Gloved handed doctor doing transfusion

Data and Safety Monitoring Plans

To assure the safety and welfare of participants, all greater than minimal risk clinical trials at Emory are required to have a data and safety monitoring plan (DSMP).  Sponsors include the DSMP in the protocol.  Some clinical trials may have data and safety monitoring boards (DSMB) or committees (DSMC)  appointed by the sponsor or investigator. 

Emory IRB Policy and Procedure #50, Data and Safety Monitoring Plans, describes the required components of a DSMP. The Emory IRB also provides guidance on how to write a DSMP.

Compliance with the DSMP

The DSMP should define the following:

  • Data quality monitoring entity and monitoring frequency (e. g., monitoring visits every 2 months)
  • Review of data for safety review (e.g., the DSMB convenes every 2 months to review data)
  • Collection, reporting, and review of adverse events

It is the responsibility of the sponsor to provide the monitoring that was agreed upon at the start of the study. It is the PI’s responsibility to ensure that the DSMP, as approved by the IRB, is being followed.


Sponsors are required to secure compliance when noncompliance is found. Deviations noted in monitoring reports are often findings of noncompliance (with the protocol requirements or federal regulations) and thus, should be addressed promptly.  Study teams should establish a collaborative working relationship with study monitors.  

After the monitoring visit, the monitor will send the study team a written report of findings.  The PI and study team should carefully review the report and assign tasks.  Compare old reports to the most recent reports to look for patterns of noncompliance across reports. Send all monitoring and other quality assurance reports to the Clinical Trials Audit and Compliance listserv at within 10 days of receipt.  File the monitoring reports and actions taken in the regulatory binder.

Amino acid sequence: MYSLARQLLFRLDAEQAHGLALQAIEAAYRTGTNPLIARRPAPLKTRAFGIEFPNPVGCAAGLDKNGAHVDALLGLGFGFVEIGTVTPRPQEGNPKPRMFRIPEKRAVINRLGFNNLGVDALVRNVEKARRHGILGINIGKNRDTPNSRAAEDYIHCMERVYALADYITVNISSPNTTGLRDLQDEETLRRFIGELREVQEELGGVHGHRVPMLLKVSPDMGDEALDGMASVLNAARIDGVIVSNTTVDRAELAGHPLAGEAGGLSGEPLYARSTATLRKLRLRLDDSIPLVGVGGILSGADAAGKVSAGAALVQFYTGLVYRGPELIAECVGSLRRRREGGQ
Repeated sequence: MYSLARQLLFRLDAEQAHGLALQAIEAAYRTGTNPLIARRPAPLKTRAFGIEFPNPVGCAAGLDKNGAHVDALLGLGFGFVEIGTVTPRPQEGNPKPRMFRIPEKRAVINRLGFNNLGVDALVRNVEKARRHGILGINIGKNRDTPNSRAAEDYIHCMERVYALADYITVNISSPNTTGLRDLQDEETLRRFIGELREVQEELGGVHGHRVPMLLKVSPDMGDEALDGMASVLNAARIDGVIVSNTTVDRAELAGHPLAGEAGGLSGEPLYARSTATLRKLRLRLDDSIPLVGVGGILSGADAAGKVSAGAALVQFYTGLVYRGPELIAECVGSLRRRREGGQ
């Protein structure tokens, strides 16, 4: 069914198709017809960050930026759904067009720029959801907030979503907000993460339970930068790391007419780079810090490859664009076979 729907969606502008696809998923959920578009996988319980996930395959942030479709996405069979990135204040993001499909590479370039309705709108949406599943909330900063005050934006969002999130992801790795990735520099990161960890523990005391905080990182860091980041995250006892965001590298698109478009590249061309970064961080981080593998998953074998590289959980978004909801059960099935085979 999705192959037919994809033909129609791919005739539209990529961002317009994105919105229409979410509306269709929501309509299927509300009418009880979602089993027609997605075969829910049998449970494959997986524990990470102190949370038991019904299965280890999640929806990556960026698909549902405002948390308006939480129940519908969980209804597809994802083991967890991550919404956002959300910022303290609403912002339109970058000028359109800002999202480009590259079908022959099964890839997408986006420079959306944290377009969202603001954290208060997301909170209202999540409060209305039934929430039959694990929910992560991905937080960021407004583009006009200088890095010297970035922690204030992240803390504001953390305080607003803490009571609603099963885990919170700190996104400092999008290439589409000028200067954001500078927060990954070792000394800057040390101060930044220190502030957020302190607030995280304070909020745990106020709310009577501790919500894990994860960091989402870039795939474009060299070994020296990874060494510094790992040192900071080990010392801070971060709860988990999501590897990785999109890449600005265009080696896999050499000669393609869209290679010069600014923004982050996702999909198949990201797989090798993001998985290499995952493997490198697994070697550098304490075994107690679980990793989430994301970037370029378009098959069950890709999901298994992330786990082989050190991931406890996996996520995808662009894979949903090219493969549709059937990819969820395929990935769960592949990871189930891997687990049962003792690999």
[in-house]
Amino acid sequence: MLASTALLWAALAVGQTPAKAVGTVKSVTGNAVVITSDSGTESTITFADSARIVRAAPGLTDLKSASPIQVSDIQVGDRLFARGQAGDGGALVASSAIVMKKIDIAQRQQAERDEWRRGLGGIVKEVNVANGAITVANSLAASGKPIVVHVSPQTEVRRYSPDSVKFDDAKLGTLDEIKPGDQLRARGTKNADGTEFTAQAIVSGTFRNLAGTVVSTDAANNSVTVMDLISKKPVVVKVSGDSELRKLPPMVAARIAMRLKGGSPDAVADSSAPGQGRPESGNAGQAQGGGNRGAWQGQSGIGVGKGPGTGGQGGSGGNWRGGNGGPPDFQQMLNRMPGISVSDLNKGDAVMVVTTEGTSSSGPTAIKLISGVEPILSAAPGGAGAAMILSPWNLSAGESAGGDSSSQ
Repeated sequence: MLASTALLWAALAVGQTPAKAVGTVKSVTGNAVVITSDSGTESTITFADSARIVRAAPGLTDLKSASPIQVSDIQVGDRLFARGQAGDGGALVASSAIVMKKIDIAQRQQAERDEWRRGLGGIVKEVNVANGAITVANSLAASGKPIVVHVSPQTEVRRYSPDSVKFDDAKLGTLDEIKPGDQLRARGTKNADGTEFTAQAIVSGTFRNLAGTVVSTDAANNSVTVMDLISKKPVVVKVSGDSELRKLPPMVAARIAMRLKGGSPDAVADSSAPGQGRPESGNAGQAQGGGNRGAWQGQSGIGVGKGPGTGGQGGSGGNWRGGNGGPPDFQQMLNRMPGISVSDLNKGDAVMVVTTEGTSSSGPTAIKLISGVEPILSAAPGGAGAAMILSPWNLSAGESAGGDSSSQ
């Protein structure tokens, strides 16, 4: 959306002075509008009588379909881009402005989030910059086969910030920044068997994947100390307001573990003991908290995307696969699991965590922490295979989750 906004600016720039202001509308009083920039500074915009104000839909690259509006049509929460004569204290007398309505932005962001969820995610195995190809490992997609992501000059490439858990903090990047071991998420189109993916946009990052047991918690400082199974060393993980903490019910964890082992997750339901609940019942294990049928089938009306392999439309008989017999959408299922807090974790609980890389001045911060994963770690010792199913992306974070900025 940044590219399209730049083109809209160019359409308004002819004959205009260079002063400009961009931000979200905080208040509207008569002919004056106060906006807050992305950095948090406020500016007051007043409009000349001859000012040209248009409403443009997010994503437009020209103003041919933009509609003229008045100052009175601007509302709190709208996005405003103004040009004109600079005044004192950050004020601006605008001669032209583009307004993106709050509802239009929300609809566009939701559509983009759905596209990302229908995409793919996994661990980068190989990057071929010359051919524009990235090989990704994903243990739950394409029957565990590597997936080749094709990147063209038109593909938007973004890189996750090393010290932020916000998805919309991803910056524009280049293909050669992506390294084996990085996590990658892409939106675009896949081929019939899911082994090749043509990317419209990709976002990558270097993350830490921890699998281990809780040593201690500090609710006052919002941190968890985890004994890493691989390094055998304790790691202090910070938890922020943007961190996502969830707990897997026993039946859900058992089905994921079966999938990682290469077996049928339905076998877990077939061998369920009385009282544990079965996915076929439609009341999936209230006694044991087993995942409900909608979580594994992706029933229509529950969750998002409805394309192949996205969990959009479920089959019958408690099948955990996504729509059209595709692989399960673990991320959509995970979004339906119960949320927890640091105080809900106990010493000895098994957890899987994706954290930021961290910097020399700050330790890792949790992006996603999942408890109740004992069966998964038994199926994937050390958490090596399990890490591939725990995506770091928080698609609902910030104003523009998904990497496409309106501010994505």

If the study is not being monitored by the sponsor or contract research organization, the PI should consider performing self-assessments. Self-assessments are best implemented by someone within the clinical department that is not directly involved with the data collection or entry.  Clinical departments are urged to use a buddy system whereby research coordinators or nurses switch off studies to review at least twice per year. The Emory University Self Assessment Tool can be used. Self-assessments may be part of an IRB-approved DSMP for moderate and high complexity category B studies as defined by the Emory IRB. The Emory IRB does not allow self-assessments for high-complexity studies (Phase I, II, and III under an IND/IDE, high risk due to procedures involved or trials comparing two or more standard of care interventions for comparative effectiveness). Emory investigators acting as both sponsor and investigator (Sponsor-Investigators) must obtain monitoring through a contract research organization.

Sponsor-Investigators over a multi-site study may require the sites to perform self-assessments along with periodic collection of protocol deviation forms, to ensure compliance across all sites.


IRB Policies and Procedures and NIH Policy on Data and Safety Monitoring